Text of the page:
YOU ARE HERE: LAT HomeCollections

Cover Story



A trip to Westminster's Little Saigon district can transport far overseas any shopper who has a bit of imagination.

Hear the melodious Vietnamese language buzzing, smell musty incense wafting from ubiquitous Buddhist shrines, sample unfamiliar savories and sweets--it's all part of a transcendent excursion that can whittle down that holiday gift list, no matter which family member or friend is on it.

Before you tackle one of two main malls on the mile-long stretch of Bolsa Avenue between Brookhurst and Magnolia, start with a gentler venture into one of many stand-alone gift boutiques dotting both sides of Bolsa.

Most such shops announce themselves with Vietnamese and English signs, have friendly proprietors who speak English and encourage browsing. Goods for sale are imported mostly from Hong Kong.

Treasures include little teapots with even tinier cups (for medicinal brews, according to a clerk), and charming figurines--buddhas, pagodas and cranes among them. They're made for bonsais but would also perk up any potted plant, kitchen-window display or dollhouse.

For more kiddie gifts--and hot stuff for teens--try the New Saigon Mall, an enclosed, single-story collection of side-by-side stalls at the rear of the Asian Village Mall, one of those two shopping nerve centers.

Sailor Moon: Your best little girl in orthodontia will know her, even if you don't. She's the Japanese comic-book super-heroine with the saucer eyes, victorious stance and go-go boots to die for. She and all her special friends abound in sticker form.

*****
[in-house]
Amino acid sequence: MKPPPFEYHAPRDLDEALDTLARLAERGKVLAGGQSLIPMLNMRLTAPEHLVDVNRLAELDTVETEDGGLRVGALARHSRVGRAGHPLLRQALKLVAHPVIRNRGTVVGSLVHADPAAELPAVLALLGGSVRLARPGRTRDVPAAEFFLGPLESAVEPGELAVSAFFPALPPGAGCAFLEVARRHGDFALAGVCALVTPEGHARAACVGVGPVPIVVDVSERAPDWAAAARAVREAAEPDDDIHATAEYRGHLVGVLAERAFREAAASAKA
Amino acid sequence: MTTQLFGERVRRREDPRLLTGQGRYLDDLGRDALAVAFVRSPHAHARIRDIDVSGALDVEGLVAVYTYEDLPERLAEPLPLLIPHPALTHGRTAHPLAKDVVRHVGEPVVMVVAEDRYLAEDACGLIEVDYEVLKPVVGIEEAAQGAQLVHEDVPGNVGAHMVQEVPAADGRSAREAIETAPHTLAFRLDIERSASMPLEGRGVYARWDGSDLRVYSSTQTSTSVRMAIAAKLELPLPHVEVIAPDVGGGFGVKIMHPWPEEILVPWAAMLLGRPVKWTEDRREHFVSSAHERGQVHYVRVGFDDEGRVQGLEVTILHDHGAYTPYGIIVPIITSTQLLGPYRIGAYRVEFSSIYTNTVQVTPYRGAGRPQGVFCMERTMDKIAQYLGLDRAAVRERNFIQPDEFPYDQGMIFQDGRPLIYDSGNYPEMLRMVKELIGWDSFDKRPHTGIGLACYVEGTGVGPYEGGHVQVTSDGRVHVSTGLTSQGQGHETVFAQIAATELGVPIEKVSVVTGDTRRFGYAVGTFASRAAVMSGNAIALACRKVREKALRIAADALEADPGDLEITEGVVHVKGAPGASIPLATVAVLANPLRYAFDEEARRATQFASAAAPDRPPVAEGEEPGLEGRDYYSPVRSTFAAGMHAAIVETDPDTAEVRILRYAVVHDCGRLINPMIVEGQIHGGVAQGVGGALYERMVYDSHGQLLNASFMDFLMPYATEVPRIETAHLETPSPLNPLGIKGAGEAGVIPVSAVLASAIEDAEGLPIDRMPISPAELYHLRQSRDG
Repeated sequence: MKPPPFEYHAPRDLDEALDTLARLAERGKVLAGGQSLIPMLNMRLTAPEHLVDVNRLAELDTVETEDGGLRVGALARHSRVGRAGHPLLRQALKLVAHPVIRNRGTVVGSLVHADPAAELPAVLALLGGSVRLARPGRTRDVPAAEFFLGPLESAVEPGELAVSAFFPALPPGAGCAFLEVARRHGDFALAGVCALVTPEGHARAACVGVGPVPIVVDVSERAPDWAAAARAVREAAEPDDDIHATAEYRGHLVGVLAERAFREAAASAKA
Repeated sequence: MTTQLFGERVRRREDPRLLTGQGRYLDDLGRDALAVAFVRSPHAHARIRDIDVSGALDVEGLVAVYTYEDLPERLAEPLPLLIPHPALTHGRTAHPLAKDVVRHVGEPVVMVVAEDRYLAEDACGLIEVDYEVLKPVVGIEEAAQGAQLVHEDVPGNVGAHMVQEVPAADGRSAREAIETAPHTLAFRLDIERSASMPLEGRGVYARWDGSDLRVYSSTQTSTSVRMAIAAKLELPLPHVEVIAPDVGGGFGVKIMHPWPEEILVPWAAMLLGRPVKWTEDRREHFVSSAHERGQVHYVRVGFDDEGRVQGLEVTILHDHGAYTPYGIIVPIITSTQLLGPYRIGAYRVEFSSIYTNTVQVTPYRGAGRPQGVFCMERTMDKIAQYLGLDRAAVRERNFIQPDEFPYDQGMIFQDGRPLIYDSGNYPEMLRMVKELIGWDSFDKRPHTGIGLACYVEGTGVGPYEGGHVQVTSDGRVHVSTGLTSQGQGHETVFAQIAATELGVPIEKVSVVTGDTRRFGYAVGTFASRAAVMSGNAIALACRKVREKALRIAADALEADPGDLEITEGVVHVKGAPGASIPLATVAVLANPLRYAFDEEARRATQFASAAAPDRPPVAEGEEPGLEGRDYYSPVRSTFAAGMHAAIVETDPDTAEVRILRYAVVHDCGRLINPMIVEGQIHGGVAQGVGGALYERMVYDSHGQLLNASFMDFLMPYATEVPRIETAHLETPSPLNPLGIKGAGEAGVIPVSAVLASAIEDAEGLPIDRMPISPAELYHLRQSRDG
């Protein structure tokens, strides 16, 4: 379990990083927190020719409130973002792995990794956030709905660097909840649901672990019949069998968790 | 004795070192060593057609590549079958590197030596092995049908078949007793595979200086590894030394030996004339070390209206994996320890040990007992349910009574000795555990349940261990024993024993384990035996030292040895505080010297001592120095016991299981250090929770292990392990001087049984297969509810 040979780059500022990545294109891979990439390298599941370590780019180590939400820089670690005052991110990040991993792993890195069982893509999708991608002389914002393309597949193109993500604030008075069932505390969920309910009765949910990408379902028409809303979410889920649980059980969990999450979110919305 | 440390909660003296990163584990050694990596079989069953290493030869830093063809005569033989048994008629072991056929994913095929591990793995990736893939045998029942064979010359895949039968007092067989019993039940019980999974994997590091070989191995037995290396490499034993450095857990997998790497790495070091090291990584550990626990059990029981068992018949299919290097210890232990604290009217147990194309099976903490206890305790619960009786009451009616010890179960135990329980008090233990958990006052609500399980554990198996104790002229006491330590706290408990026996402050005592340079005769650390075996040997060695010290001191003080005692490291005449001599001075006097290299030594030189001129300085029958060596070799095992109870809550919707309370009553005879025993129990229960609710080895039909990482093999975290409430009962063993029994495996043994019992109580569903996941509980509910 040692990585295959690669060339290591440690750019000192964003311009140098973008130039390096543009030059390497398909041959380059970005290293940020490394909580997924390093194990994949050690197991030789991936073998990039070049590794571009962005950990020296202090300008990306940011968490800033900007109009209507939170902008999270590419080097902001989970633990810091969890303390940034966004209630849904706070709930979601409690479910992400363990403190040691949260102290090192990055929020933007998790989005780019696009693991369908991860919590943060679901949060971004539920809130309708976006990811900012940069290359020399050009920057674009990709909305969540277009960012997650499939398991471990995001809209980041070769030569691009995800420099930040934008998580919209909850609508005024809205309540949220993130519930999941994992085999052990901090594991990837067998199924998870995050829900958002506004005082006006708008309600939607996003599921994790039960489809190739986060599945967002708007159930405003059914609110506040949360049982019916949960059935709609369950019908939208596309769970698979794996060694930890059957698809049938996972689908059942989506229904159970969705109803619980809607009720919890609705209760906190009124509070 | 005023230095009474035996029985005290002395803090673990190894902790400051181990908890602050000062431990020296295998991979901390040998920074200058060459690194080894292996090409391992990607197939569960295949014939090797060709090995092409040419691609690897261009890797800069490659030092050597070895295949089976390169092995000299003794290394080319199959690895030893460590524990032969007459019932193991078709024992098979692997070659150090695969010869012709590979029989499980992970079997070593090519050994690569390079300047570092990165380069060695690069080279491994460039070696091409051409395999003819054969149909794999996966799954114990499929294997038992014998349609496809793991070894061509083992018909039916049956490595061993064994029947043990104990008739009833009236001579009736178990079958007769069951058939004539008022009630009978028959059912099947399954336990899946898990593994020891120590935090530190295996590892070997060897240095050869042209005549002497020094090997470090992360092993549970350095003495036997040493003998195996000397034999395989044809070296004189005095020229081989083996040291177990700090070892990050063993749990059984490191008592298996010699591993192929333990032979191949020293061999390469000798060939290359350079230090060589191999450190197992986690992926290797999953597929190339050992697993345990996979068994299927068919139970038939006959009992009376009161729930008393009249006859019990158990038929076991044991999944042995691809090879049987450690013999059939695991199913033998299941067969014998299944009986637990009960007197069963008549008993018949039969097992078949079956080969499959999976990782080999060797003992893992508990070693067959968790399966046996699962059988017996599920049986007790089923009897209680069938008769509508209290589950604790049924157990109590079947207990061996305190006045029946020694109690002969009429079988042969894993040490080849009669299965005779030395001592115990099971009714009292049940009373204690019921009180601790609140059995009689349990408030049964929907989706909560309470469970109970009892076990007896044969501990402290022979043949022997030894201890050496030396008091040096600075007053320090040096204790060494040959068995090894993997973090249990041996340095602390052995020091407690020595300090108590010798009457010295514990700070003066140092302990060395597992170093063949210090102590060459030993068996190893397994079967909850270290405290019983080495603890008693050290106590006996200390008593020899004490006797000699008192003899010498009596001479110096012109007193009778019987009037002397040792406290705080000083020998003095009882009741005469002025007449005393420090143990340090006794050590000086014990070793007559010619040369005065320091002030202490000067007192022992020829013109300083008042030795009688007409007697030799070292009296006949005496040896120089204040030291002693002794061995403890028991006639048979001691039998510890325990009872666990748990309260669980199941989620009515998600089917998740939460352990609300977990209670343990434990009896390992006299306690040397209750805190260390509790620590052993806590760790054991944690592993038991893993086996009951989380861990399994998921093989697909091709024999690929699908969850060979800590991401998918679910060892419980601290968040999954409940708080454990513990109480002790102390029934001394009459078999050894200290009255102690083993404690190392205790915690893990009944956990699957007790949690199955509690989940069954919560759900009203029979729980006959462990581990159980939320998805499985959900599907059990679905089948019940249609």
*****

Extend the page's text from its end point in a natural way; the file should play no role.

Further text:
Look, too, for clocks, backpacks and toys by the wildly popular Hello Kitty company. Find T-shirts galore (4 for $10 at one stand) and glittery barrettes and other hair adornments.

If thirst or hunger strikes, try the Brodard French Bakery and Oriental Food restaurant, with tables inside and outside the New Saigon Mall. Cappuccino is served, but a more adventurous choice would be tangerine juice or an avocado shake. Roast pork wrapped with cucumber and greens in translucent rice paper--available vegetarian-style--makes a tasty lunch for $6.50.

Thus fortified, head for the bustling Asian Garden Mall, the strip's other major nexus, and prepare to power-shop to the mingled strains of Vietnamese pop and old-fashioned Christmas carols.

The array here includes expensive watches--Gucci, Fendi, Rado, Movado--pricey designer accessories, clothes and shoes, Nintendo games and hard-to-find-elsewhere bamboo shoots. The latter run from 5 inches to 5 feet tall, grow soil-free in water and sell for $2 to $20.

Save your holiday bauble buying for the second floor, home to dozens of jewelry merchants with counters-full of jade in every shape and form, plus other precious gems and trinkets.

You have only $35? That will buy a simple 18-karat gold cross. Got $4,000? Take home a one-carat diamond ring.

A final tip: Shop Little Saigon during the week when traffic is lighter.

Most stores are open from 11 a.m. to 7 p.m., although some stay open later during the holidays. Some also close Tuesdays or Wednesdays.

* Asian Village, 9191-9211 Bolsa Ave.; Asian Garden Mall, 9200 Bolsa Ave. For information, call the Little Saigon Chamber of Commerce, (714) 839-2257.

Los Angeles Times Articles